Hyenas are often thought of as vicious and sinister. We have seen them as designated villains in all kinds of media. In reality, these animals live in complex societies and display a lot of socially sophisticated behaviors. They are undoubtedly terrific and vicious hunters, which can make them seem scary in human eyes, but actually, they are fascinating creatures.
Rivalry Between Siblings
Little spotted hyenas are born with opened eyes and already a full set of teeth. For most other carnivores, this is not the case. They are usually born with a twin brother or sister. Right after they are born, they will start to compete for their mothers' milk and can get very aggressive. As soon as the first few weeks, a hierarchy will form, and one of the twins will come out more dominant than the other. Rarely does the dynamic between the twins change later on.
Habitat Plays A Role
In some habitats, such as in the Serengeti, hyenas will not always have stable access to food. Life can be a struggle from early on. It is because animals hyenas prey on migrate and move across vast distances. During this season, a mother hyena will have to leave her little cubs to hunt. She can be away for days and may not have enough milk for both when she returns. If this happens, the less assertive one in many cases dies of starvation when the other cub in the litter will not share.
But for example, when we observe hyenas in other habitats, such as the Ngorongoro Crater, this kind of aggression and competition between siblings is less pronounced. It is because here, food is available, and hyenas can nurse their babies regularly and frequently.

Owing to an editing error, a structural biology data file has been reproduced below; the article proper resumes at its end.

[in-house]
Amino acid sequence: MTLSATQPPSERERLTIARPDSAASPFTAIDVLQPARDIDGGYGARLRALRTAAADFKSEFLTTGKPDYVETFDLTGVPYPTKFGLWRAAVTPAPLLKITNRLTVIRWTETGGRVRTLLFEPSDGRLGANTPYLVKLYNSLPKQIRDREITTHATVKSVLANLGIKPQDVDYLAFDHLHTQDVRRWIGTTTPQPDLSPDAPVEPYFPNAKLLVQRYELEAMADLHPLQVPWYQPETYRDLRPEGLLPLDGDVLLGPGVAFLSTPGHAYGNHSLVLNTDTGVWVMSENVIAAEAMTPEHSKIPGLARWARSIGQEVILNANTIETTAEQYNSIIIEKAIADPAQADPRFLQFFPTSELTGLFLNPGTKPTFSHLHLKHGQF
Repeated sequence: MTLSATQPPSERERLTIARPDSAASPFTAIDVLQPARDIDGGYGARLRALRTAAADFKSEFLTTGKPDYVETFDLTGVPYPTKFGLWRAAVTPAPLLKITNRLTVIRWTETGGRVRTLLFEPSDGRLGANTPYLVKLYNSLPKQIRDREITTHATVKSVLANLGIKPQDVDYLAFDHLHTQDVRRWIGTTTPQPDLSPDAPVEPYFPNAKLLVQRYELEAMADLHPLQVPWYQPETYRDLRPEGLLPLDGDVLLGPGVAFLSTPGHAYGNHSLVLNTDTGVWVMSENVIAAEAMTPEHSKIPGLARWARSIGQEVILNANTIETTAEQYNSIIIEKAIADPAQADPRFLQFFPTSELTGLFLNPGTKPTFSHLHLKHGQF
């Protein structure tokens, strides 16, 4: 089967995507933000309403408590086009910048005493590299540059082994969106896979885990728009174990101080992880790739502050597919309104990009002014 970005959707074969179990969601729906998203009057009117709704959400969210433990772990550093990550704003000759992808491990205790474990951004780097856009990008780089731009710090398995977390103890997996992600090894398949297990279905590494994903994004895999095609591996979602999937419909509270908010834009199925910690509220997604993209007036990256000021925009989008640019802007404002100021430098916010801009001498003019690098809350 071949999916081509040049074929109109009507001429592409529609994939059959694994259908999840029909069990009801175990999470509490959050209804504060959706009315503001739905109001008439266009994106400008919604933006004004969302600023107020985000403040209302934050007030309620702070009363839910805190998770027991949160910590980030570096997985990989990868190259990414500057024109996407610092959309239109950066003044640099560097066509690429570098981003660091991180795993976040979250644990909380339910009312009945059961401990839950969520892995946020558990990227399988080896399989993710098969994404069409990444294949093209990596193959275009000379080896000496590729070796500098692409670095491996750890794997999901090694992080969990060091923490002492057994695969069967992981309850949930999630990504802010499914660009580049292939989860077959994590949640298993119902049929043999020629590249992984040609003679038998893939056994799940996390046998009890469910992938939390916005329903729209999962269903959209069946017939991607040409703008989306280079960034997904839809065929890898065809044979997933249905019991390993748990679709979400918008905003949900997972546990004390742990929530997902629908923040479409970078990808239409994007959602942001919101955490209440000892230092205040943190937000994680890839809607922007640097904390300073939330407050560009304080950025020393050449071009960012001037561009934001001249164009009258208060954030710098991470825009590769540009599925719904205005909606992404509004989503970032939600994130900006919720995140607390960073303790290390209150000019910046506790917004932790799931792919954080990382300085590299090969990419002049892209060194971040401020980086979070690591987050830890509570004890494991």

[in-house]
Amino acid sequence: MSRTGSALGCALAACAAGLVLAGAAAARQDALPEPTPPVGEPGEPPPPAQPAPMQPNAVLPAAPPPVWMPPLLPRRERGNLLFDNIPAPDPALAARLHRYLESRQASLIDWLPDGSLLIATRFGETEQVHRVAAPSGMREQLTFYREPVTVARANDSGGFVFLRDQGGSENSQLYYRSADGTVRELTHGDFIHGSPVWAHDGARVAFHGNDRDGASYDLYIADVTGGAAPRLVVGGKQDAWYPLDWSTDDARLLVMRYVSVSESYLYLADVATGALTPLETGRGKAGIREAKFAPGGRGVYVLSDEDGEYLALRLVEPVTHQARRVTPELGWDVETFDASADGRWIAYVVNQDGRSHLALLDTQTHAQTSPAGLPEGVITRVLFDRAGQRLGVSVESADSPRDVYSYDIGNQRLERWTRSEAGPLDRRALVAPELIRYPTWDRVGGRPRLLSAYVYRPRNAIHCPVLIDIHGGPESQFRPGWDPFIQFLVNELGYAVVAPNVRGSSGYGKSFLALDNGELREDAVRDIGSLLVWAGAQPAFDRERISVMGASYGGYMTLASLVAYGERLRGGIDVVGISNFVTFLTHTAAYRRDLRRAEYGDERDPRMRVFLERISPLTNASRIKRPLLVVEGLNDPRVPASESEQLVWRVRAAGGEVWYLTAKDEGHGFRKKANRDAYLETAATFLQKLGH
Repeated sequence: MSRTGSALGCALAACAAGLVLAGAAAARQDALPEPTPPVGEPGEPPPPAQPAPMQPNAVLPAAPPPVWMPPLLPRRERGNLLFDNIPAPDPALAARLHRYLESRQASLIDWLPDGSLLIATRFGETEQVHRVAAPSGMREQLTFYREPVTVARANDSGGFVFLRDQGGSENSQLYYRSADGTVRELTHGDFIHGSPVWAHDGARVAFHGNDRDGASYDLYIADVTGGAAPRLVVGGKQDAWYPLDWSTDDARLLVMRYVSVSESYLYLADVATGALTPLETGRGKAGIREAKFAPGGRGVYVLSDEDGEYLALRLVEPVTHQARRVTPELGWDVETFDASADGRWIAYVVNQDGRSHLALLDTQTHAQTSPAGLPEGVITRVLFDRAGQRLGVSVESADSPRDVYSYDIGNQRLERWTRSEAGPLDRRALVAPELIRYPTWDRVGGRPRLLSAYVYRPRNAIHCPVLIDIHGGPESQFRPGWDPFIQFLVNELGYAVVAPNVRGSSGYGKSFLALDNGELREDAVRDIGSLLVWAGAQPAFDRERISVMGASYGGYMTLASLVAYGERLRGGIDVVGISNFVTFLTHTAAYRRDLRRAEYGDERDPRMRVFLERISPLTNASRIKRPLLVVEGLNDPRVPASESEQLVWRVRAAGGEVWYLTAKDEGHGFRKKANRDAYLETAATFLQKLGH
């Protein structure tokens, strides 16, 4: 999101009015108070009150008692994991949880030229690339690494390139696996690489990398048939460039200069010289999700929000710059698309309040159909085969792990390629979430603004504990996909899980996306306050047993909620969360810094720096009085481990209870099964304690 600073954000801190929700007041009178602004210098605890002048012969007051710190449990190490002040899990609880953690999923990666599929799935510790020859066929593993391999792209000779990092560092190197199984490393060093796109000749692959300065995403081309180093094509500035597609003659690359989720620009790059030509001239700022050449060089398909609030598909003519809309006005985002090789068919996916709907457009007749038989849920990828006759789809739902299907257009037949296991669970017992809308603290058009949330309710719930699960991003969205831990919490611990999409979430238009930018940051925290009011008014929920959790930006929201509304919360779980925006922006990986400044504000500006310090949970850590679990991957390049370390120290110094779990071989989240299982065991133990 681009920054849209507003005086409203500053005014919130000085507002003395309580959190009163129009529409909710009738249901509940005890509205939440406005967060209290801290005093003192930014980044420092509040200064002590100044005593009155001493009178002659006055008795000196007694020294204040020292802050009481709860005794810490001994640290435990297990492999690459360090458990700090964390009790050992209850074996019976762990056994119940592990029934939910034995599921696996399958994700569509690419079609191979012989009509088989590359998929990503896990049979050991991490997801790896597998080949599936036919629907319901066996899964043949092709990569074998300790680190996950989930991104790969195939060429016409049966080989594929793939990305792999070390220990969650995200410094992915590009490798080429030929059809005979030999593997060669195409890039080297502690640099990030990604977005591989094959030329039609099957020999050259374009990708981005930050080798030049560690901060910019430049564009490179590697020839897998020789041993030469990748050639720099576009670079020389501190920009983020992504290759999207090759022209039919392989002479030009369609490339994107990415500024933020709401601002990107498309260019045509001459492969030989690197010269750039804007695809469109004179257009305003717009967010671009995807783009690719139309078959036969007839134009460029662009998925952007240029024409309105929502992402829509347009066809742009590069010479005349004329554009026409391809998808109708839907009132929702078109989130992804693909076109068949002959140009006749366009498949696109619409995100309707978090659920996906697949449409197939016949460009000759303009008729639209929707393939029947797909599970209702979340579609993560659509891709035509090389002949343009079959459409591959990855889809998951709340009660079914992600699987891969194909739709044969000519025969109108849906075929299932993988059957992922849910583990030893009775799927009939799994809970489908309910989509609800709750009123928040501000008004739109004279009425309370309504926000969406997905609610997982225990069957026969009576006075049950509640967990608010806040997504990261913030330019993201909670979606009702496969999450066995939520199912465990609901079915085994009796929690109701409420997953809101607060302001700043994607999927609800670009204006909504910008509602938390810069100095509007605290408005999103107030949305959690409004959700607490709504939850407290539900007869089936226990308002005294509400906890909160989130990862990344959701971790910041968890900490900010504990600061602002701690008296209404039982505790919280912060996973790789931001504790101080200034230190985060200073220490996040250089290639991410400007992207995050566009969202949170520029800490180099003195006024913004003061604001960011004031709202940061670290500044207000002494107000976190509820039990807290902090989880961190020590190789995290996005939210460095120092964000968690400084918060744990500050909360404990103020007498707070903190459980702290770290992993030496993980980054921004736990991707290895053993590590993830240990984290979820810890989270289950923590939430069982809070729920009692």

Why Does It Happen?
Access to food will be a great factor in how serious this initial rivalry is, but there are other factors as well. The older twin could have an advantage. This could be because of the time between births. It is around an hour-long, and this is enough time for one the cubs to feed and get a slight upper paw on their sibling right away.
Any pattern that establishes early on is likely to continue simply by learning. If a cub gets used to winning or losing out during nursing, they are likely to accept this as a rule so they will reinforce this dynamic. Accepting the subordinate role has its rewards because it means it will decrease the competitive behavior of the sibling.
The intensity of the dynamic will decrease over time. The dominant twin will be less aggressive, and the subordinate cub will respect the hierarchy in the community leading to a stable pack. Some subordinate twins can, however, increase their access to milk because they will challenge the dominance of their sibling due to hunger. Sex also plays a role. In pairs of brother and sister, the female hyena is more competitive and more likely to become dominant. They are also more likely to reverse the hierarchy in their favor if they do end up subordinate. This may be due to more support from their mothers as hyenas live in matrilineal packs.
About the Author
Antonia is a sociologist and an anglicist by education, but a writer and a behavior enthusiast by inclination. If she's not writing, editing or reading, you can usually find her snuggling with her huge dog or being obsessed with a new true-crime podcast. She also has a (questionably) healthy appreciation for avocados and Seinfeld.
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